For a monthly fee of 2000 UGX (equivalent to around 40p) a woman plus one child will be entitled to have half the costs of Outpatients Department (A & E) paid by RWFH. The scheme is also open to female relatives, regardless of where they live in the district. There are now around 130 people registered thanks to an ‘incentive’: if they pay six months they gain one free month. Rita hopes to expand to help inpatients as well, and currently describes her efforts as ‘just a drop in the ocean’.
The Beehive Scheme
RWFH is now trialling a scheme in one of the villages where they give health education talks. In collaboration with Agri Evolve, RWFH gave ten beehives to Kisangani Village: once the honey is sold some proceeds will go to the women who are looking after the hives and the rest to the village to put towards the health insurance scheme. It is through the generosity of donors that RWFH have been able to purchase the beehives… and if successful there will be more busy bees benefiting even more villages.
Kagando is located in the Kasese District, Western Uganda and nestles among the foothills of the Rwenzori Mountains, 20 km from the border with the Democratic Republic of Congo. These are villages only reachable on foot - no roads - where people are so poor they can’t afford to pay fees for the local hospital, and children are often only brought to hospital when it is too late to save them.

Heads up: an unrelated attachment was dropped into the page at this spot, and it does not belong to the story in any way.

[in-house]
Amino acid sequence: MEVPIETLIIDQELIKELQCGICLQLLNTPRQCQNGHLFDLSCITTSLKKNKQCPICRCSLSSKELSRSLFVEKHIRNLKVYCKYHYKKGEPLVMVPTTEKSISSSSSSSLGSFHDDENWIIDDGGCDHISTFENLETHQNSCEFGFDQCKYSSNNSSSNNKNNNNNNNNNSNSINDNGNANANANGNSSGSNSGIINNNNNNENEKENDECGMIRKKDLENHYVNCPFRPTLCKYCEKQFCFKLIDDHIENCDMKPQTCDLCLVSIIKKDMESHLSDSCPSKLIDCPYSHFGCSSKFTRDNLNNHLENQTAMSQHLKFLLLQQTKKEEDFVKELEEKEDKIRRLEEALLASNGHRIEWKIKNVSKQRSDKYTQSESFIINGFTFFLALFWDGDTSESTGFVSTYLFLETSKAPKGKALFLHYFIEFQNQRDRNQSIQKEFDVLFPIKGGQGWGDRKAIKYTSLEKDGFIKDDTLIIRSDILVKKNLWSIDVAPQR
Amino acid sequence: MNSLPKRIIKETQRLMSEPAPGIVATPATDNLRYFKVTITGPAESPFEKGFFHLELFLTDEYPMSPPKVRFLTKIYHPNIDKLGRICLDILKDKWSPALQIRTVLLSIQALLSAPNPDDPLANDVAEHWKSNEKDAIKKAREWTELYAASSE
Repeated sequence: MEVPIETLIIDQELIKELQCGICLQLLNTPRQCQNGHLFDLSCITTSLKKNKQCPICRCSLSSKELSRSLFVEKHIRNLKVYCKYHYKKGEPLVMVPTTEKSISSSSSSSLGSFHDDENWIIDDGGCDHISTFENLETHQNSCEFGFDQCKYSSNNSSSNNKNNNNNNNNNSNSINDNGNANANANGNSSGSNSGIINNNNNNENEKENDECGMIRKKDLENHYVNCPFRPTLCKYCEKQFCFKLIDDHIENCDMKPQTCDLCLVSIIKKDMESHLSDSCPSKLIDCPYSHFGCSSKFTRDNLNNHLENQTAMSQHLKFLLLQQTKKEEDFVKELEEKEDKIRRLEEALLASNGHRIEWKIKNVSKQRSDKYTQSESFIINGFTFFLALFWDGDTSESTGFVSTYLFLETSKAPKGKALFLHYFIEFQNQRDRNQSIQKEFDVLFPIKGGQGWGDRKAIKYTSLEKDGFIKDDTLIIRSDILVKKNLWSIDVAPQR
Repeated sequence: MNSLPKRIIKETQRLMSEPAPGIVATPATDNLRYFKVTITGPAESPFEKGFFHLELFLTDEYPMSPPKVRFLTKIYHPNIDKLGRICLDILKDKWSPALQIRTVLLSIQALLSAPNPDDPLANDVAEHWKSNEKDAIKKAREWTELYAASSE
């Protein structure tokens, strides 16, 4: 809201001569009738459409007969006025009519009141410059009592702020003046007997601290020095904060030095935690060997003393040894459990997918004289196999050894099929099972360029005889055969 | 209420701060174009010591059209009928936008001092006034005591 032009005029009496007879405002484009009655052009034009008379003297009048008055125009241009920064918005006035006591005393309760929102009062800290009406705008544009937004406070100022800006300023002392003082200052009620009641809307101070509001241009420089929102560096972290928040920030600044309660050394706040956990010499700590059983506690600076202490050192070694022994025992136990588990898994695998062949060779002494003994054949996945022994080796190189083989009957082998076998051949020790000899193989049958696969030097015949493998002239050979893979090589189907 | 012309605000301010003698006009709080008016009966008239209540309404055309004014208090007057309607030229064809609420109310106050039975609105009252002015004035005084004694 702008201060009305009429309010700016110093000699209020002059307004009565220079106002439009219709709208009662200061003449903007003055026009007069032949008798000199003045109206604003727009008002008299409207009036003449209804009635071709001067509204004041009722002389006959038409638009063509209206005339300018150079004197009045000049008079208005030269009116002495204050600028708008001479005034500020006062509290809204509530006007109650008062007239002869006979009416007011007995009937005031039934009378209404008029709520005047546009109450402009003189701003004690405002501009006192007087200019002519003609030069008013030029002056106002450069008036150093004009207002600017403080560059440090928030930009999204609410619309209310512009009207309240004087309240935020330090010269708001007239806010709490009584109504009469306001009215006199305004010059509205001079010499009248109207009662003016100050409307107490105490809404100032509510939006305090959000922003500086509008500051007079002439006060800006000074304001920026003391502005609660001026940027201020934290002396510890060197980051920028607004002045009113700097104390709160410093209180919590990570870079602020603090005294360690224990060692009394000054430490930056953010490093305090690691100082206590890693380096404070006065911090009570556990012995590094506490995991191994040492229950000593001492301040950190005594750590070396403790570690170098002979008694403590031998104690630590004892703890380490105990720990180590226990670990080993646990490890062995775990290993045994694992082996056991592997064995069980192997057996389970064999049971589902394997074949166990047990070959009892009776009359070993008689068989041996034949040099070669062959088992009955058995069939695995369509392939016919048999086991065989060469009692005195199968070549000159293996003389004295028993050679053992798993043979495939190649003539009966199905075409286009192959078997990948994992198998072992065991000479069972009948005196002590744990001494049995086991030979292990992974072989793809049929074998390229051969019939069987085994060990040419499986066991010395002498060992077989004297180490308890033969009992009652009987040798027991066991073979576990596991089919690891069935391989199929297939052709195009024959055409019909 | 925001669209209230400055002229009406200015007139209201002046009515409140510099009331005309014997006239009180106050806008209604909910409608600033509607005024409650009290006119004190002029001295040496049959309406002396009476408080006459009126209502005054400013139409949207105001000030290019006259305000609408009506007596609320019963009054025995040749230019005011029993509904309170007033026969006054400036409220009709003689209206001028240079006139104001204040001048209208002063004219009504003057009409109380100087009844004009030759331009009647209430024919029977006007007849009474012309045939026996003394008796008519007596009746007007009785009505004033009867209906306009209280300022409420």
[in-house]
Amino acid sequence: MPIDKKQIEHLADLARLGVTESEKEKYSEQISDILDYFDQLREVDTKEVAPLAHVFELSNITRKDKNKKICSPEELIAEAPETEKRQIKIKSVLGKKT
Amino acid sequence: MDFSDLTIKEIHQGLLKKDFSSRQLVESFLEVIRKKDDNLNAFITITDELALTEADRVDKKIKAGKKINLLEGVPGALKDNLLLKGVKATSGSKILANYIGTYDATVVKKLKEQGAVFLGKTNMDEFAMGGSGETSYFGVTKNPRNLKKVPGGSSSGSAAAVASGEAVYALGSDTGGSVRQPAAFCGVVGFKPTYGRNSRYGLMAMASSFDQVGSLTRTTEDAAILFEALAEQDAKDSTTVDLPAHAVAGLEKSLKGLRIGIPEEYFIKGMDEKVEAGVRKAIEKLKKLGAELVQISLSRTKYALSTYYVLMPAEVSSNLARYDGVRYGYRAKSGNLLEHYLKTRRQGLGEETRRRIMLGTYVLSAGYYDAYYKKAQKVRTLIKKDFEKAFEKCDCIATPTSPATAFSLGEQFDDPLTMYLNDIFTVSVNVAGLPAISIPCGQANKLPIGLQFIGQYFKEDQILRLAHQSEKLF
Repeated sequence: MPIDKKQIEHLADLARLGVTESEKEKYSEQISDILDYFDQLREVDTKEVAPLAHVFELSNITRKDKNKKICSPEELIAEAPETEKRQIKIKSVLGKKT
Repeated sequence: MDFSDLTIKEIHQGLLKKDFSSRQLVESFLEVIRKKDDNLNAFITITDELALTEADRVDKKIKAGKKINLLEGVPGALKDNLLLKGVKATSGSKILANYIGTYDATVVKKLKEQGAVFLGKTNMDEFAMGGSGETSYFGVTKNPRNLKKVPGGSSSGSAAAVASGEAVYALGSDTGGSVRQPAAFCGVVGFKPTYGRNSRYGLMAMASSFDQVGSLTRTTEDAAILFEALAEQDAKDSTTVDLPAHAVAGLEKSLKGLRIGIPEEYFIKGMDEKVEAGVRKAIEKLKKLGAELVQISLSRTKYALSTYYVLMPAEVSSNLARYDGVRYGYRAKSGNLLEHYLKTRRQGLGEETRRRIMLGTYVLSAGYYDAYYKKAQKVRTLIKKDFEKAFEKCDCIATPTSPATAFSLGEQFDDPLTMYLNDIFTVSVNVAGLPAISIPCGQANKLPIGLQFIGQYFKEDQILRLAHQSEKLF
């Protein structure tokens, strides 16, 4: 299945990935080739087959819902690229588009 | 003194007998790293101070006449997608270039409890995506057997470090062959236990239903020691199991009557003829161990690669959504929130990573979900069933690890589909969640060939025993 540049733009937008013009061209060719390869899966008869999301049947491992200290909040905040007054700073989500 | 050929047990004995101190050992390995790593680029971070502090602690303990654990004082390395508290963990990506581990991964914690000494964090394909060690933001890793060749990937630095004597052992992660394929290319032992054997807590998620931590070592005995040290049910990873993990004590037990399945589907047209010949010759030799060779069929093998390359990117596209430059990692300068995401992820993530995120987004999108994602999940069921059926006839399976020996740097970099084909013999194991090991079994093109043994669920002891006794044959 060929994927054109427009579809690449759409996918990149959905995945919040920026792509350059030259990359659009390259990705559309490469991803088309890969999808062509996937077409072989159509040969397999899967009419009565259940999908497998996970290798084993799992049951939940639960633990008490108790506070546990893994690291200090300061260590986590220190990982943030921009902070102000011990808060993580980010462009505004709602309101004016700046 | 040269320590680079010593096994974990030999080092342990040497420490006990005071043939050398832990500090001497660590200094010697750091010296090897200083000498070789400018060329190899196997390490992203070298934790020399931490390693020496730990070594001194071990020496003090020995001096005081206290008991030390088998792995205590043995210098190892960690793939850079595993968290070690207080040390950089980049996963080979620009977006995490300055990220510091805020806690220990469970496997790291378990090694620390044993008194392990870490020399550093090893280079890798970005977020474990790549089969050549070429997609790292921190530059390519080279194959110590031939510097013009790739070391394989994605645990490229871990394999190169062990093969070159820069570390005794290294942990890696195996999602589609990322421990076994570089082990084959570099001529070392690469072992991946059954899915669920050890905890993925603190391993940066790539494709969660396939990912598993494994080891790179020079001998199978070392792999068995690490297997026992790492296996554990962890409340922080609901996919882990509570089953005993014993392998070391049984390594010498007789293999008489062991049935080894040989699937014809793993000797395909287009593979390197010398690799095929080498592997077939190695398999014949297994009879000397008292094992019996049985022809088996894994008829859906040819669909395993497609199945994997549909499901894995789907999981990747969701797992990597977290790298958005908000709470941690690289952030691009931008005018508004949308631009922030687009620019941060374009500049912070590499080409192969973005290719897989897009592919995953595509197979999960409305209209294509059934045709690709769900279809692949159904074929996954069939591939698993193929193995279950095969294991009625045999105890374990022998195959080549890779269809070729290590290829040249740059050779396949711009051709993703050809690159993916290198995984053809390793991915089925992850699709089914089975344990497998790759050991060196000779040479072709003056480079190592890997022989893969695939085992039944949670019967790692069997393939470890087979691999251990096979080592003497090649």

Kagando is the only hospital in Kisinga Sub-District and operates in the private sector with obligations to the Government for some public health functions and for its training and service standards. A Church of Uganda hospital, the doctors and staff wages are funded mainly through the patients fees but Friends of Kagando subsidise this.
Thanks to fundraising, Kagando almost always has doctors, well trained and conscientious nurses and supplies. It functions reliably as a hospital and consequently has a reputation that extends well outside its own catchment area with patients often passing other hospitals to reach it. Nobody is ever turned away.
Over the years, Kagando has expanded to provide surgical and medical wards, paediatric, neonatal wards and maternity wards, including an out patients’ department. It also provides support services for women with complete incontinence following childbirth (obstetric fistula), a not uncommon problem in the whole of sub-Saharan Africa though excessively rare in developed nations. The hospital also acts as a base for many community services and preventative health projects. There are outreach services already in place: HIV/Aids, palliative care, TB, leprosy and disabilities.
The hospital has 250 beds and averages about 20,000 annual outpatient visits and about 18,000 annual inpatient admissions.
Rita has a facebook site called Kagando Care. Any funds for RWFH sent via Friends of Kagando must always be earmarked for the charity as they do receive donations for other projects.
Please share this post to raise awareness.